“One of the Part 107 rules is not to fly over people, or non-participants. But we’ve been flying over people in a manned aircraft for 50 years, so that’s a hard pill to swallow,” Lawrence said. “But we build a risk matrix and develop a strategy in the best way we can to still accomplish the mission. Sometimes that involves closing down a road or notifying neighboring property owners.”
Sumner asked whether Woolpert provided advisers to assist with these rules and varying applications. Lawrence said the firm often consults clients on implementing UAS into their operations.
“We can do all ends of the spectrum: fly for them, scale up, walk them through what they can and can’t do, system selections, (etc.),” Lawrence said. “Right now, we’re working with the Savannah airport operations, guiding them through the process from flying to risk mitigation strategies. Eventually, we’ll hand the UAVs off to them.”
Lawrence said the future of UAS is always developing and expanding, but at the forefront are integrations with asset management systems, the addition of lidar sensors to a high degree of accuracy, providing quick and ready data to supplement and update earlier data acquisitions, and cloud-based data that provides a digital record and is accessible to all stakeholders as a project develops.
“Every advancement in technology impacts 10 other things, and the rules also are changing all the time,” he said. “We have a whole staff paying attention to all that, knowing what’s going on, interpreting that and passing it along to our clients. It’s all about the data—the highest resolution, most accurate data—and UAS complements existing data really well. It’s just a tool to do a job quicker, faster, better.”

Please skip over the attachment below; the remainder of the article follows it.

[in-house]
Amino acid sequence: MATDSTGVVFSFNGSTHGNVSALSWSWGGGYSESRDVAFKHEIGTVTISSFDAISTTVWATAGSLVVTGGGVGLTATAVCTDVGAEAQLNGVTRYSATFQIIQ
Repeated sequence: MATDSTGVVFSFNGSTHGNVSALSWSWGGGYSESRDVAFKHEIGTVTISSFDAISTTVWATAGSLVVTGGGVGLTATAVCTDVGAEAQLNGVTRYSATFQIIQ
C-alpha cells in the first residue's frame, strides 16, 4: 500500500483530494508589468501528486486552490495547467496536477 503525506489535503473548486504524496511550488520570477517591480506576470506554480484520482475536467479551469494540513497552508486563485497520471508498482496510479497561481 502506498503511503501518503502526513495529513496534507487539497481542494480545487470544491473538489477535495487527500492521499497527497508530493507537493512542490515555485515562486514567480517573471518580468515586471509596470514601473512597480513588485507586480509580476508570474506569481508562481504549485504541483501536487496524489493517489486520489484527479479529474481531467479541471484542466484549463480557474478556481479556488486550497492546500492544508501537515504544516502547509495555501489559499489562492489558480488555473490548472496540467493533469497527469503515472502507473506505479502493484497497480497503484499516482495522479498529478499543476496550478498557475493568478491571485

This broadcast will be shared on the show’s online archives as soon as it becomes available.
The NSPS Radio Hour is the only national radio broadcast dedicated to the surveying profession. The show’s purpose is to respond to industry challenges presented by new technologies, governments and activities by providing a forum for its members to share knowledge and advance their common interests.
Woolpert is the fastest growing architecture, engineering and geospatial (AEG) firm in the country, delivering value to clients in all 50 states and around the world by strategically blending engineering excellence with leading-edge technology and geospatial applications. With a dynamic research and development department, Woolpert works with inventive business partners such as Google and Esri; operates a fleet of planes, sensors and unmanned aircraft systems (UAS); and continually pushes industry boundaries by working with advanced water technologies, asset management, building information modeling (BIM) and sustainable design. The firm, which is among the ENR’s Top 100 Design Firms, supports a mission to help its clients progress and become more progressive. For over 100 years and with 25 offices across the U.S., Woolpert serves federal, state and local governments; private and public companies and universities; energy and transportation departments; and the U.S. Armed Forces. For more information, visit woolpert.com or call 937-531-1258.